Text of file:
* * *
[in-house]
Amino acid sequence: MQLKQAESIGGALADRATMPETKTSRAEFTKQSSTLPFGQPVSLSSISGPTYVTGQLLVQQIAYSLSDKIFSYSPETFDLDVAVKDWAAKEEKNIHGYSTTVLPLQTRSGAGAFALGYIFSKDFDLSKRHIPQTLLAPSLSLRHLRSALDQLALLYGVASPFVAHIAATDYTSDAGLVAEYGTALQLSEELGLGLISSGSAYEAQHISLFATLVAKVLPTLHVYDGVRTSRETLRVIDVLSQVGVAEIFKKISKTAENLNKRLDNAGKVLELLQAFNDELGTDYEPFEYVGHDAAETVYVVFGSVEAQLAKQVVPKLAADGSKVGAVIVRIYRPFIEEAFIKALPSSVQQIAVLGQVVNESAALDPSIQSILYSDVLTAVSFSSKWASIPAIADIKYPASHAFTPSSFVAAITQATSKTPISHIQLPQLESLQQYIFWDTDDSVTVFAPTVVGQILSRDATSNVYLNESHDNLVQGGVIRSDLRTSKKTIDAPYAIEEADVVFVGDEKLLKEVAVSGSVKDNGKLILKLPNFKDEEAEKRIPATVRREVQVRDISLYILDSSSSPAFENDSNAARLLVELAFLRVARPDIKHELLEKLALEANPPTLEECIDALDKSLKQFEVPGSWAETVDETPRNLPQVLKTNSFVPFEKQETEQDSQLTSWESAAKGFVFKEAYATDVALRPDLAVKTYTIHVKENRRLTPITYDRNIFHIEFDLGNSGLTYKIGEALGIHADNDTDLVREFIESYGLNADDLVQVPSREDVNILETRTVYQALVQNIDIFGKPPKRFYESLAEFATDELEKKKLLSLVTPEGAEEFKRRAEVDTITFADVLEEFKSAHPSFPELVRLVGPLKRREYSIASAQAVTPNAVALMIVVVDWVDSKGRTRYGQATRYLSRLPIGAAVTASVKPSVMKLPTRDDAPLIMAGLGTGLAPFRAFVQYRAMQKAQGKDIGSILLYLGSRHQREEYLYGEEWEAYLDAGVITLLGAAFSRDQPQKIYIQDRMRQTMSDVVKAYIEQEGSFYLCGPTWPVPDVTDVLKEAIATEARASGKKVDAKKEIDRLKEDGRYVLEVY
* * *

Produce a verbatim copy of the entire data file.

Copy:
[in-house]
Amino acid sequence: MQLKQAESIGGALADRATMPETKTSRAEFTKQSSTLPFGQPVSLSSISGPTYVTGQLLVQQIAYSLSDKIFSYSPETFDLDVAVKDWAAKEEKNIHGYSTTVLPLQTRSGAGAFALGYIFSKDFDLSKRHIPQTLLAPSLSLRHLRSALDQLALLYGVASPFVAHIAATDYTSDAGLVAEYGTALQLSEELGLGLISSGSAYEAQHISLFATLVAKVLPTLHVYDGVRTSRETLRVIDVLSQVGVAEIFKKISKTAENLNKRLDNAGKVLELLQAFNDELGTDYEPFEYVGHDAAETVYVVFGSVEAQLAKQVVPKLAADGSKVGAVIVRIYRPFIEEAFIKALPSSVQQIAVLGQVVNESAALDPSIQSILYSDVLTAVSFSSKWASIPAIADIKYPASHAFTPSSFVAAITQATSKTPISHIQLPQLESLQQYIFWDTDDSVTVFAPTVVGQILSRDATSNVYLNESHDNLVQGGVIRSDLRTSKKTIDAPYAIEEADVVFVGDEKLLKEVAVSGSVKDNGKLILKLPNFKDEEAEKRIPATVRREVQVRDISLYILDSSSSPAFENDSNAARLLVELAFLRVARPDIKHELLEKLALEANPPTLEECIDALDKSLKQFEVPGSWAETVDETPRNLPQVLKTNSFVPFEKQETEQDSQLTSWESAAKGFVFKEAYATDVALRPDLAVKTYTIHVKENRRLTPITYDRNIFHIEFDLGNSGLTYKIGEALGIHADNDTDLVREFIESYGLNADDLVQVPSREDVNILETRTVYQALVQNIDIFGKPPKRFYESLAEFATDELEKKKLLSLVTPEGAEEFKRRAEVDTITFADVLEEFKSAHPSFPELVRLVGPLKRREYSIASAQAVTPNAVALMIVVVDWVDSKGRTRYGQATRYLSRLPIGAAVTASVKPSVMKLPTRDDAPLIMAGLGTGLAPFRAFVQYRAMQKAQGKDIGSILLYLGSRHQREEYLYGEEWEAYLDAGVITLLGAAFSRDQPQKIYIQDRMRQTMSDVVKAYIEQEGSFYLCGPTWPVPDVTDVLKEAIATEARASGKKVDAKKEIDRLKEDGRYVLEVY